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Dwarf Pea Puffer: A Detailed Care Guide

Dwarf Pea Puffer: A Detailed Care Guide

Dwarf pea puffers have been gaining popularity in recent years. Many have puffed their way into the hearts and tanks of fish lovers. But before you let it do the same to you, you should know all about it before taking on the responsibility of owning one. 

Dwarf pea puffers are the smallest among puffer fishes. They’re also the most popular among aquarium owners, comprising most of the live or aquarium fishes exported from India. But to effectively care for them, you need experience and knowledge. 

This article will help you learn as much as you need about this species, from food to pea puffer tank mates. Keep reading to decide whether these puffers are a good fit for you. 

Dwarf Pea Puffer Species Overview

Dwarf pea puffers (Carinotetraodon travancoricus) have undisputedly earned the names “dwarf” and “pea” because of their minuscule size. Besides these monikers, they also go by “Malabar” or “pygmy pufferfish.”

  • Common Name: Dwarf Pea Puffer
  • Scientific Name: Carinotetraodon travancoricus
  • Care level: Medium
  • Size: Can grow up to 3.5 cm (1.38 in)
  • Life span: Up to 5 years
  • Temperament: Can be aggressive and territorial
  • Diet: Carnivorous
  • School size: At least six pea puffers
  • Minimum tank size: 5 gallons (19 liters)
  • Water temperature: 22°C – 27.5°C (71.6°F – 81.5°F)
  • Water pH: 6.5 – 7.5
  • Water hardness: 5 – 25 dGH

Appearance and Size

Pea puffers are incredibly small, bright-colored fishes from India. They can grow up to 3.5 cm (1.38 in), much shorter than most people’s thumbs.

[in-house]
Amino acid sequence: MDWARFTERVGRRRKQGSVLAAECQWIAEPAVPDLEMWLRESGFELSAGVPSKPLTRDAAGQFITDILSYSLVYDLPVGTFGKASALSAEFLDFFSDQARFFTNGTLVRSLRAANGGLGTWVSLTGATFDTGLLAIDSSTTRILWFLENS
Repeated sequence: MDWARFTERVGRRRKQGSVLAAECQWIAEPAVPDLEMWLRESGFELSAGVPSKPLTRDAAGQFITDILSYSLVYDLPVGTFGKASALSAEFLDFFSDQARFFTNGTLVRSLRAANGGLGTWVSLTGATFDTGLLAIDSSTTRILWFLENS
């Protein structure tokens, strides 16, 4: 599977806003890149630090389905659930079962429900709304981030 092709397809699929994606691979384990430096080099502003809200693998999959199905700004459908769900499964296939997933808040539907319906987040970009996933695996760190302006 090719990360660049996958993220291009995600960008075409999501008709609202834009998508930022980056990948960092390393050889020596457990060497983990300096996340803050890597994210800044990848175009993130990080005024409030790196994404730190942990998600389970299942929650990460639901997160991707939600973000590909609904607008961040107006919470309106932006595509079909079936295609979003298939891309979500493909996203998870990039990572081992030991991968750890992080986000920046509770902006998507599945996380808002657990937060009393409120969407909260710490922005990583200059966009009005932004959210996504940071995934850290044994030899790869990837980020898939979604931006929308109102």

They often sport a greenish-yellow, oblong-shaped body with dark spots. Specific patterns and colorings usually vary per fish, but there are trends you can use to distinguish between male and female pea puffers. 

For instance, on the underside or belly of male pea puffers, you can see a dark line running through the center, lengthwise. Males also have distinct “dark wrinkles” near the eyes. Meanwhile, females stand out with their larger and rounder bodies

Personality & Behavior

Pea puffers aren’t solitary fishes. Indeed, this 1999 paper reports that these pufferfishes are often sighted in large groups during the summer months. This behavior is known as shoaling, and it is unique for pea puffers because other pufferfishes tend to live alone. 

When they are shoaling, the males can be quite aggressive and territorial. If you are going to keep more than one, make sure you get the male to female ratio right (1:2 male to female ratio). Have at least two females to every one male in your tank, with a minimum tank size of 3-5 gallons for each Pea puffer.

Pea puffers are prey animals, so they don’t like being exposed. They tend to hide in plants, substrates, and other materials, making it essential for their tanks to be well-decorated.


Pea puffers can live for up to five years. However, their longevity depends on how well you care for them. If you provide them with enough food and clean water tanks, help them avoid stress, and treat illnesses, they can live as long as expected.   


Generally, pufferfishes are infamous for being toxic. They contain the toxins tetrodotoxin and saxitoxin, which are highly fatal upon ingestion. Thus, preparing this fish as an exotic dish is tightly regulated to avoid unwanted incidents and deaths.